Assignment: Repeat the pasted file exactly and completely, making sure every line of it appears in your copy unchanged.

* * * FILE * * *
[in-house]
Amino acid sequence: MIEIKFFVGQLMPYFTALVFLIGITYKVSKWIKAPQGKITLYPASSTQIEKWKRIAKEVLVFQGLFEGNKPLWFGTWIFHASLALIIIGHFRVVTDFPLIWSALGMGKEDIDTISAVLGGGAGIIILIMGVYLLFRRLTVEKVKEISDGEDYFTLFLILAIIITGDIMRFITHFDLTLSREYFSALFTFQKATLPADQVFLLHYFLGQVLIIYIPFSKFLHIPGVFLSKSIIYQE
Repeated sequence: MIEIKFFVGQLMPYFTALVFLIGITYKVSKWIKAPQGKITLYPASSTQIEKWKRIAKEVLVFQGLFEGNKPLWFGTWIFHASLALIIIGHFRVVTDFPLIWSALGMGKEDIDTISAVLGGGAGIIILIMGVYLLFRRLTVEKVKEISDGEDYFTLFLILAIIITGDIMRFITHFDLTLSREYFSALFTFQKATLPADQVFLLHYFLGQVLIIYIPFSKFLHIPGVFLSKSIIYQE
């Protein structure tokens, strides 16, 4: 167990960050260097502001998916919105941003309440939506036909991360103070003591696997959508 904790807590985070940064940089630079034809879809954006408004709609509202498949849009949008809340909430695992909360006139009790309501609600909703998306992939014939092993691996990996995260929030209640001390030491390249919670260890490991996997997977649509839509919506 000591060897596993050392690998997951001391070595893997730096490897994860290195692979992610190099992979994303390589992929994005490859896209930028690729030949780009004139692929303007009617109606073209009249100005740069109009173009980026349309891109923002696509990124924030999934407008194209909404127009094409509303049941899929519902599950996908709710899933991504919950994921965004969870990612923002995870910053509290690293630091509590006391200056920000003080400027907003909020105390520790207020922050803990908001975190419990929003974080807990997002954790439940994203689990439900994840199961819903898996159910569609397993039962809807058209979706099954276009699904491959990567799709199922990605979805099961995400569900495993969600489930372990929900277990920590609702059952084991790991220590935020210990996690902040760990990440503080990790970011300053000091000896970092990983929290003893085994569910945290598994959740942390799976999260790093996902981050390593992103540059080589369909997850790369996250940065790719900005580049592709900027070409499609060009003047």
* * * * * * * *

[in-house]
Amino acid sequence: MIEIKFFVGQLMPYFTALVFLIGITYKVSKWIKAPQGKITLYPASSTQIEKWKRIAKEVLVFQGLFEGNKPLWFGTWIFHASLALIIIGHFRVVTDFPLIWSALGMGKEDIDTISAVLGGGAGIIILIMGVYLLFRRLTVEKVKEISDGEDYFTLFLILAIIITGDIMRFITHFDLTLSREYFSALFTFQKATLPADQVFLLHYFLGQVLIIYIPFSKFLHIPGVFLSKSIIYQE
Repeated sequence: MIEIKFFVGQLMPYFTALVFLIGITYKVSKWIKAPQGKITLYPASSTQIEKWKRIAKEVLVFQGLFEGNKPLWFGTWIFHASLALIIIGHFRVVTDFPLIWSALGMGKEDIDTISAVLGGGAGIIILIMGVYLLFRRLTVEKVKEISDGEDYFTLFLILAIIITGDIMRFITHFDLTLSREYFSALFTFQKATLPADQVFLLHYFLGQVLIIYIPFSKFLHIPGVFLSKSIIYQE
């Protein structure tokens, strides 16, 4: 167990960050260097502001998916919105941003309440939506036909991360103070003591696997959508 904790807590985070940064940089630079034809879809954006408004709609509202498949849009949008809340909430695992909360006139009790309501609600909703998306992939014939092993691996990996995260929030209640001390030491390249919670260890490991996997997977649509839509919506 000591060897596993050392690998997951001391070595893997730096490897994860290195692979992610190099992979994303390589992929994005490859896209930028690729030949780009004139692929303007009617109606073209009249100005740069109009173009980026349309891109923002696509990124924030999934407008194209909404127009094409509303049941899929519902599950996908709710899933991504919950994921965004969870990612923002995870910053509290690293630091509590006391200056920000003080400027907003909020105390520790207020922050803990908001975190419990929003974080807990997002954790439940994203689990439900994840199961819903898996159910569609397993039962809807058209979706099954276009699904491959990567799709199922990605979805099961995400569900495993969600489930372990929900277990920590609702059952084991790991220590935020210990996690902040760990990440503080990790970011300053000091000896970092990983929290003893085994569910945290598994959740942390799976999260790093996902981050390593992103540059080589369909997850790369996250940065790719900005580049592709900027070409499609060009003047």